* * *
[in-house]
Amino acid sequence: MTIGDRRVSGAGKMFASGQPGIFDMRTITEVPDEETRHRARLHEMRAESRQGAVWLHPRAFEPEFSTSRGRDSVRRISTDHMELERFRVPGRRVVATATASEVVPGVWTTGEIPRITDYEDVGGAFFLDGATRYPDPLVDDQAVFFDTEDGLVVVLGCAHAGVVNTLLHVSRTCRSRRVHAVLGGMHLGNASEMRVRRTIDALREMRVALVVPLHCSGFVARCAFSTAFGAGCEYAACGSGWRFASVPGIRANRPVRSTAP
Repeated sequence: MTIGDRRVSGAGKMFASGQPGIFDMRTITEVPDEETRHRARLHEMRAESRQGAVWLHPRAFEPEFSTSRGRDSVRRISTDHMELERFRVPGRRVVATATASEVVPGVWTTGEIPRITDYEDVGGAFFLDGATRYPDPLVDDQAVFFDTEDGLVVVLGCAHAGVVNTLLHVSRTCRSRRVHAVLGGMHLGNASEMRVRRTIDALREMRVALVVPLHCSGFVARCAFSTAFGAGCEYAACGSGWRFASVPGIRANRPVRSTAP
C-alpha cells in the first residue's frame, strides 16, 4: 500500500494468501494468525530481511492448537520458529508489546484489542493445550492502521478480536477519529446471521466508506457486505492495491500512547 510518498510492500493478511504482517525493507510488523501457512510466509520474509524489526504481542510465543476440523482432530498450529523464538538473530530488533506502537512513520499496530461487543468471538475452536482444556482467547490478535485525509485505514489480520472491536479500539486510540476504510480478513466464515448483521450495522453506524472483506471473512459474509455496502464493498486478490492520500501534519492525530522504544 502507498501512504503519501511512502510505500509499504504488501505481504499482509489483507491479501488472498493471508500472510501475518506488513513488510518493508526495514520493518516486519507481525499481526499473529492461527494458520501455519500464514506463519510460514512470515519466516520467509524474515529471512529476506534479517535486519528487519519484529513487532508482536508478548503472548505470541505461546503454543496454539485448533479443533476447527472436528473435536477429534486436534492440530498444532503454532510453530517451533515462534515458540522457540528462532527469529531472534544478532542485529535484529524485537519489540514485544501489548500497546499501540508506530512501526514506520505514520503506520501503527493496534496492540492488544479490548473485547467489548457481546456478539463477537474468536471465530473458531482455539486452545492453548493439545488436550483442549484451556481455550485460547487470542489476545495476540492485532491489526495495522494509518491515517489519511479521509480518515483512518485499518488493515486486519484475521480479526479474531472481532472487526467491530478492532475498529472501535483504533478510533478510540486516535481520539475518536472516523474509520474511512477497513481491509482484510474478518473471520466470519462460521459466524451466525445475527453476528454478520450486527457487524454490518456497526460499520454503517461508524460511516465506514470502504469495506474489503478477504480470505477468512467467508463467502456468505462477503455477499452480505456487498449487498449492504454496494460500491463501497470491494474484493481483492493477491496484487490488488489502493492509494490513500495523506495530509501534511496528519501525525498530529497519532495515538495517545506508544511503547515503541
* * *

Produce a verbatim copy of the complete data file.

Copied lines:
[in-house]
Amino acid sequence: MTIGDRRVSGAGKMFASGQPGIFDMRTITEVPDEETRHRARLHEMRAESRQGAVWLHPRAFEPEFSTSRGRDSVRRISTDHMELERFRVPGRRVVATATASEVVPGVWTTGEIPRITDYEDVGGAFFLDGATRYPDPLVDDQAVFFDTEDGLVVVLGCAHAGVVNTLLHVSRTCRSRRVHAVLGGMHLGNASEMRVRRTIDALREMRVALVVPLHCSGFVARCAFSTAFGAGCEYAACGSGWRFASVPGIRANRPVRSTAP
Repeated sequence: MTIGDRRVSGAGKMFASGQPGIFDMRTITEVPDEETRHRARLHEMRAESRQGAVWLHPRAFEPEFSTSRGRDSVRRISTDHMELERFRVPGRRVVATATASEVVPGVWTTGEIPRITDYEDVGGAFFLDGATRYPDPLVDDQAVFFDTEDGLVVVLGCAHAGVVNTLLHVSRTCRSRRVHAVLGGMHLGNASEMRVRRTIDALREMRVALVVPLHCSGFVARCAFSTAFGAGCEYAACGSGWRFASVPGIRANRPVRSTAP
C-alpha cells in the first residue's frame, strides 16, 4: 500500500494468501494468525530481511492448537520458529508489546484489542493445550492502521478480536477519529446471521466508506457486505492495491500512547 510518498510492500493478511504482517525493507510488523501457512510466509520474509524489526504481542510465543476440523482432530498450529523464538538473530530488533506502537512513520499496530461487543468471538475452536482444556482467547490478535485525509485505514489480520472491536479500539486510540476504510480478513466464515448483521450495522453506524472483506471473512459474509455496502464493498486478490492520500501534519492525530522504544 502507498501512504503519501511512502510505500509499504504488501505481504499482509489483507491479501488472498493471508500472510501475518506488513513488510518493508526495514520493518516486519507481525499481526499473529492461527494458520501455519500464514506463519510460514512470515519466516520467509524474515529471512529476506534479517535486519528487519519484529513487532508482536508478548503472548505470541505461546503454543496454539485448533479443533476447527472436528473435536477429534486436534492440530498444532503454532510453530517451533515462534515458540522457540528462532527469529531472534544478532542485529535484529524485537519489540514485544501489548500497546499501540508506530512501526514506520505514520503506520501503527493496534496492540492488544479490548473485547467489548457481546456478539463477537474468536471465530473458531482455539486452545492453548493439545488436550483442549484451556481455550485460547487470542489476545495476540492485532491489526495495522494509518491515517489519511479521509480518515483512518485499518488493515486486519484475521480479526479474531472481532472487526467491530478492532475498529472501535483504533478510533478510540486516535481520539475518536472516523474509520474511512477497513481491509482484510474478518473471520466470519462460521459466524451466525445475527453476528454478520450486527457487524454490518456497526460499520454503517461508524460511516465506514470502504469495506474489503478477504480470505477468512467467508463467502456468505462477503455477499452480505456487498449487498449492504454496494460500491463501497470491494474484493481483492493477491496484487490488488489502493492509494490513500495523506495530509501534511496528519501525525498530529497519532495515538495517545506508544511503547515503541